Prostate cancer drug could slow down Parkinson's disease
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Could it be Parkinson's disease?
Parkinson's disease affects the brain cells and nerves that help you move your muscles in a co-ordinated way. It mostly affects people over 50 - about 1 in 200 people in their 60s and 1 in 50 over-80s. There are exceptions - Michael J. Fox developed the condition young - and in younger people, it's more likely to run in families.
All your muscles are controlled by messages from your brain, passed along nerves cells which run through your spinal cord. Various chemicals called neurotransmitters transmit these signals. Different parts of your brain control different functions - movement, sight, sensation, thought processes, emotions.
The part of your brain which controls smooth muscle movements mainly uses a neurotransmitter called dopamine. In Parkinson's disease, cells in this part of the brain gradually die, reducing the amount of dopamine your brain produces.
Symptoms of Parkinson's disease often come on fairly gradually and may be mistaken for just getting older. This is particularly true of one of the three main groups of symptoms - slowness of movement. You may start to walk more slowly, or find it harder to get up from sitting or lying. As time goes on, you walk with a shuffle, and once you get going you have trouble stopping or turning.
The other main symptoms are more typical of Parkinson's:
- Shaking or 'tremor' which is most noticeable when you're at rest or anxious and mostly affects your arms and hands. It doesn't always happen and may come on after the other symptoms. It usually improves when you're moving your hands.
- Muscle stiffness can make it hard to make fine movements, like picking up small objects, or writing. Your writing often becomes smaller; you may find it harder to swing your arms when you walk; and your balance may be affected, making you prone to falls.
Parkinson's can also affect muscle movement in your face, slowing your speech and leading to a face and voice lacking in expression. A dear friend of mine with Parkinson's deals with his condition with great humour - he likes to remind me that these days he'd make a great poker player because his face never changes.
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As time goes on, some people develop other symptoms including bladder problems, constipation, tiredness, hallucinations and sleep issues. Balance can be affected, making you prone to falls and, in the late stages, it can be hard to swallow. This makes you prone to 'aspirating' food into your lungs, which can leave you prone to infections, including pneumonia. However, many patients have fairly mild or stable symptoms for several years.
People with Parkinson's are also prone to depression and anxiety. You might imagine that this would happen more as your condition worsens - in fact, people with mild symptoms are also more likely than average to develop symptoms of depression. Treatment with medication and talking therapy is often effective. There is also a link between Parkinson's and dementia - about half of people with Parkinson's develop it. However, it rarely affects younger people with Parkinson's.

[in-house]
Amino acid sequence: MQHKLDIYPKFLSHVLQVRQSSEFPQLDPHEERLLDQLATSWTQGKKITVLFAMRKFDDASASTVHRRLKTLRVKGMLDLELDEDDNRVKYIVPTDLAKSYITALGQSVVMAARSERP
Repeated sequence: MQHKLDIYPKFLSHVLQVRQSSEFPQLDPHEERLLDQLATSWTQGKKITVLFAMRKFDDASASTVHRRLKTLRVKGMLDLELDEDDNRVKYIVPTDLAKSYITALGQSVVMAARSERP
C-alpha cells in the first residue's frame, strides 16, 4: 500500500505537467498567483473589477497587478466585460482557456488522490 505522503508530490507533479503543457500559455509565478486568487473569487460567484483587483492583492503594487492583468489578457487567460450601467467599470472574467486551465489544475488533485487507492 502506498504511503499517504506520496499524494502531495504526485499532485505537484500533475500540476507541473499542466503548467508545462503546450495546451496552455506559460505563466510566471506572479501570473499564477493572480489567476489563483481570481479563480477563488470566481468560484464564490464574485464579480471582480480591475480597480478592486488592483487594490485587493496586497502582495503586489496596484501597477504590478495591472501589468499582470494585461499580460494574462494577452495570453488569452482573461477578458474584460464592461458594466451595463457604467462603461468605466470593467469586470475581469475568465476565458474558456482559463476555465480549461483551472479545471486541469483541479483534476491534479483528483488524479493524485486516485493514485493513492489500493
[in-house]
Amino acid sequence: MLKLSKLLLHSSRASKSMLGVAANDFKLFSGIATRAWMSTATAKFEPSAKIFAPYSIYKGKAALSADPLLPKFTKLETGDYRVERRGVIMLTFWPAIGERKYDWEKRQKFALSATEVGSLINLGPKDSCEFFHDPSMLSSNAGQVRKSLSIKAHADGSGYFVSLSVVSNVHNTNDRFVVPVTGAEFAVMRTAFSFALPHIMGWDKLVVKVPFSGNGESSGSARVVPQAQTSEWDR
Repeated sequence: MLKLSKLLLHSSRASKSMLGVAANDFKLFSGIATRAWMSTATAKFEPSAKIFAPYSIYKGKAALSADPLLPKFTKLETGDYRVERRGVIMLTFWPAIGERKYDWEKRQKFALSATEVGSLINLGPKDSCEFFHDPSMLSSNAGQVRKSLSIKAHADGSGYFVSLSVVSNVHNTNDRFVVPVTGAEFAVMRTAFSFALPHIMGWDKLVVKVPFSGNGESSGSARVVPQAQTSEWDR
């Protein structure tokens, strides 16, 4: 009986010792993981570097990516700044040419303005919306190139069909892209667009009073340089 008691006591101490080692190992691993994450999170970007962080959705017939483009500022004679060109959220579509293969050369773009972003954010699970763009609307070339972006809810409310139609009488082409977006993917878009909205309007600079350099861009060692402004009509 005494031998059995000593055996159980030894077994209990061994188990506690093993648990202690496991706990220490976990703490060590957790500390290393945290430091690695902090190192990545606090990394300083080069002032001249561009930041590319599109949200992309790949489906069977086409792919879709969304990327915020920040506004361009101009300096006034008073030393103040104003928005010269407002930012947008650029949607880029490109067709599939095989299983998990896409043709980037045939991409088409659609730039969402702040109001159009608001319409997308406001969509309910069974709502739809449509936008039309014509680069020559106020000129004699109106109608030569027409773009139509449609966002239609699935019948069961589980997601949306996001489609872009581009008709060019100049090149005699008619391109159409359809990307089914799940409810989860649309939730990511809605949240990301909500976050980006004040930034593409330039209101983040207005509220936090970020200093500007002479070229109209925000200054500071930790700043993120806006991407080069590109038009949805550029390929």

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Management and treatment
Although there is no cure for Parkinson's, there have been significant advances in treatment in recent years. A new form of brain surgery called deep brain stimulation can make a dramatic difference to movement problems for some people.
At first, you may not need any treatment. When symptoms become more troublesome, you're likely to be offered medication which increases the amount of dopamine in your brain. Levodopa produces significant improvement for most people, although feeling sick can be a problem at first.
Over time, levodopa tends to become less effective, and can lead to troublesome muscle problems. If either of these happen, your team can adapt your medication. But medications are only part of the management.
You should be referred to a specialist clinic; most of these have a specialist Parkinson's nurse who will be your first port of call. They can provide information and support, as well as monitoring your treatment and adjusting it if needed. They will take advice from a consultant neurologist. Other members of the team who can help include a physiotherapist, an occupational therapist (for home adaptations if needed) a dietician and a speech and language therapist to help with swallowing and speech issues.
If your loved one has Parkinson's, don't forget to speak with your GP about your needs - you're eligible for an annual carer's assessment.
With thanks to My Weekly magazine, where this article was originally published.